, , .
if it exists, is denoted and called the directional derivative of at , in the direction .
This is obvious from the definitions.
One has
which shows the result whenever . The case when is trivially true.
The last assertion follows from the additivity of the function .
With the notation of Problem 2-4, part (a) of that problem says that exists for all . Now suppose . Then , But .
By Problem 1-26 (a), for all .
Show that is differentiable at 0 but is not continuous at 0.
Clearly, is differentiable at . At , one has since .
For , one has . The first term has limit 0 as approaches 0. But the second term takes on all values between -1 and 1 in every open neighborhood of . So, does not even exist.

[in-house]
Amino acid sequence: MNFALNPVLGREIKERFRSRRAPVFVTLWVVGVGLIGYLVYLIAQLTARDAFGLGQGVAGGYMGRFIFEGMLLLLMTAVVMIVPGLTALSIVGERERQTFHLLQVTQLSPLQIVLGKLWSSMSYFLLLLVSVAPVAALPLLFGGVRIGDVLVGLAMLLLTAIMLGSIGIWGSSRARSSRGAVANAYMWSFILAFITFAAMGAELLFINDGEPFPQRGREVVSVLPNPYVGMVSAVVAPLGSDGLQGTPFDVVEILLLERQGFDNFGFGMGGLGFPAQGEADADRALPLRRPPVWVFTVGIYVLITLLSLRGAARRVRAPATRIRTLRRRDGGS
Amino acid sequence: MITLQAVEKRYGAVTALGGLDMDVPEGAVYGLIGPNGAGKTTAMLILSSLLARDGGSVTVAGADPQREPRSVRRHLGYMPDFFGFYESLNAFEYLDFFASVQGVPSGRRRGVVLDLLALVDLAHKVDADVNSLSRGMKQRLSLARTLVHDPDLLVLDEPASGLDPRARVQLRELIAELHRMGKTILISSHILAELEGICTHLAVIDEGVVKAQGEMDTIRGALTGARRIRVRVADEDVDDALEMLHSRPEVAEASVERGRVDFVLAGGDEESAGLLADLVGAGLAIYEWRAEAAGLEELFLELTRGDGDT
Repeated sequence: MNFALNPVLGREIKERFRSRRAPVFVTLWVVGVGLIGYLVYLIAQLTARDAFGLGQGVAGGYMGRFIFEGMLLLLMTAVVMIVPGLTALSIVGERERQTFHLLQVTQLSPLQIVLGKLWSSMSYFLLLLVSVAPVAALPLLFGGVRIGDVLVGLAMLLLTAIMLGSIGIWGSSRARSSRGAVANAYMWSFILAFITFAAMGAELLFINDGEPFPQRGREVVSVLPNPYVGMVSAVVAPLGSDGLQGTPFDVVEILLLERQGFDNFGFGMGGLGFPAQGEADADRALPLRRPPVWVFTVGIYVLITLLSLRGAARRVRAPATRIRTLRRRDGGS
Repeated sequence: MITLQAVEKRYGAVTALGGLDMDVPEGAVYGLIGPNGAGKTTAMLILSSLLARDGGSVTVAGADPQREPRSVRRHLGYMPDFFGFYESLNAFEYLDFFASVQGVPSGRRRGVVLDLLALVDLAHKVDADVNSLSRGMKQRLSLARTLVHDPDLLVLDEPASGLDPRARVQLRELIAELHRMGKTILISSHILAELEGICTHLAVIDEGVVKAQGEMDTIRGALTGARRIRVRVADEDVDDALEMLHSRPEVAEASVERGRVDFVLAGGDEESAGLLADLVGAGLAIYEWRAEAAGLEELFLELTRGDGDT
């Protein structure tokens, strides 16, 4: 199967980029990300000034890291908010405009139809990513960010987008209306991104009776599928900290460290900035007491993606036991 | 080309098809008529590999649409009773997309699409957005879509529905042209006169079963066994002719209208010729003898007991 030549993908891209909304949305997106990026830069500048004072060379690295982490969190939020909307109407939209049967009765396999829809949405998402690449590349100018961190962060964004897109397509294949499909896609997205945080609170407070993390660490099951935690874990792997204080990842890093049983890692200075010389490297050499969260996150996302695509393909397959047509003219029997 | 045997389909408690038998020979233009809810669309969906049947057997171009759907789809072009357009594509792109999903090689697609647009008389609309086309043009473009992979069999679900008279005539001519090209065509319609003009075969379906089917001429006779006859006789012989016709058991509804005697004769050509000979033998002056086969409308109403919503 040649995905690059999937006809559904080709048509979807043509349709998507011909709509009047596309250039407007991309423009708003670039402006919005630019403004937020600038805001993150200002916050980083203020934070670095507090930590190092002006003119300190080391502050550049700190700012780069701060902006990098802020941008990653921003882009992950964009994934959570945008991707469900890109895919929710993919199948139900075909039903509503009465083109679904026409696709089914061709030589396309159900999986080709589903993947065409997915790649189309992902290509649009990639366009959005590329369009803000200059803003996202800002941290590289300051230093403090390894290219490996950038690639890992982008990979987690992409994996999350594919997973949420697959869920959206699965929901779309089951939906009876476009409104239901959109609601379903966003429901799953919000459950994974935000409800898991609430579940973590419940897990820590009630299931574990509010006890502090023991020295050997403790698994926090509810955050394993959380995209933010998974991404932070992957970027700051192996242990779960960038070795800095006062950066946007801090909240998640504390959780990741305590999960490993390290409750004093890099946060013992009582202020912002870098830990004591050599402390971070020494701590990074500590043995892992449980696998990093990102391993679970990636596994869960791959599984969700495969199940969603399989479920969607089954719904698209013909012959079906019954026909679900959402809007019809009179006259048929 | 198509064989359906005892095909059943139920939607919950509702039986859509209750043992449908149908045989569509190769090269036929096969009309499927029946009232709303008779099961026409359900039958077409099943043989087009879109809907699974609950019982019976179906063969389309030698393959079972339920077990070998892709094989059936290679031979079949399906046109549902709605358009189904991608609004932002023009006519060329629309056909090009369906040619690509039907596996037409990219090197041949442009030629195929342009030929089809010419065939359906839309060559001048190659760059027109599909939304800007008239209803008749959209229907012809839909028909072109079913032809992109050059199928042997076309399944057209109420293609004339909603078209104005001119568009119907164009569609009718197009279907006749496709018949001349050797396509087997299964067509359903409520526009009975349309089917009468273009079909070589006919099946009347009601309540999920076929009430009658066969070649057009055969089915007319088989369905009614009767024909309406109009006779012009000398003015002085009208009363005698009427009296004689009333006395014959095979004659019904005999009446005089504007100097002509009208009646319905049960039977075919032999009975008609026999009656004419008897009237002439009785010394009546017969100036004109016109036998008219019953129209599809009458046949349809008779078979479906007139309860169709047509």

Show that is differentiable at (0,0) but that is not continuous at .
The derivative at (0, 0) is the zero linear transformation because , just as in part (a).
However, for where is as in part (a). It follows from the differentiability of , that and are defined for . (The argument given above also shows that they are defined and 0 at .) Further the partials are equal to up to a sign, and so they cannot be continuous at 0.
Proceed as in the proof of Theorem 2-8 for all . In the case, it suffices to note that follows from the definition of . This is all that is needed in the rest of the proof.
Applying Theorem 2-9 to gives . On the other hand, and so . Substituting in these two formulas show the result.
Following the hint, let . Then . On the other hand, Theorem 2-9 gives . So, we have the result with .